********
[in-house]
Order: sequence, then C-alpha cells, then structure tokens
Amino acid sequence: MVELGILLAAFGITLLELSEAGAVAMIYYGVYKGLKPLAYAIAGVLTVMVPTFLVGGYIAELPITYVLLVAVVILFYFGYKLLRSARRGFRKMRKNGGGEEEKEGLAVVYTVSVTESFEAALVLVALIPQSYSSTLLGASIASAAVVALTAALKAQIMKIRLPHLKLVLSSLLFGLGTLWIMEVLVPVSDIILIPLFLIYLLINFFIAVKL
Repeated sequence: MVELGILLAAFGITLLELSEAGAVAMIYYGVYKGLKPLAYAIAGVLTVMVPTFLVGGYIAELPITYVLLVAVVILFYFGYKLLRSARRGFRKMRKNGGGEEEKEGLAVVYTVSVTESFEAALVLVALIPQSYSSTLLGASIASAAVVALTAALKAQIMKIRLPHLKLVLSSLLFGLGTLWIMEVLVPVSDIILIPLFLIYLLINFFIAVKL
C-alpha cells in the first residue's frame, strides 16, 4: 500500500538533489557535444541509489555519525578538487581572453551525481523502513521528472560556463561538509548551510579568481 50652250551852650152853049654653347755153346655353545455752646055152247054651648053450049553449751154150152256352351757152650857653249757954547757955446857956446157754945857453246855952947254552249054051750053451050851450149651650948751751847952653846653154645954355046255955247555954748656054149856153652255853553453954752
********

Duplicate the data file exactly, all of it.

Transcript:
[in-house]
Order: sequence, then C-alpha cells, then structure tokens
Amino acid sequence: MVELGILLAAFGITLLELSEAGAVAMIYYGVYKGLKPLAYAIAGVLTVMVPTFLVGGYIAELPITYVLLVAVVILFYFGYKLLRSARRGFRKMRKNGGGEEEKEGLAVVYTVSVTESFEAALVLVALIPQSYSSTLLGASIASAAVVALTAALKAQIMKIRLPHLKLVLSSLLFGLGTLWIMEVLVPVSDIILIPLFLIYLLINFFIAVKL
Repeated sequence: MVELGILLAAFGITLLELSEAGAVAMIYYGVYKGLKPLAYAIAGVLTVMVPTFLVGGYIAELPITYVLLVAVVILFYFGYKLLRSARRGFRKMRKNGGGEEEKEGLAVVYTVSVTESFEAALVLVALIPQSYSSTLLGASIASAAVVALTAALKAQIMKIRLPHLKLVLSSLLFGLGTLWIMEVLVPVSDIILIPLFLIYLLINFFIAVKL
C-alpha cells in the first residue's frame, strides 16, 4: 500500500538533489557535444541509489555519525578538487581572453551525481523502513521528472560556463561538509548551510579568481 50652250551852650152853049654653347755153346655353545455752646055152247054651648053450049553449751154150152256352351757152650857653249757954547757955446857956446157754945857453246855952947254552249054051750053451050851450149651650948751751847952653846653154645954355046255955247555954748656054149856153652255853553453954752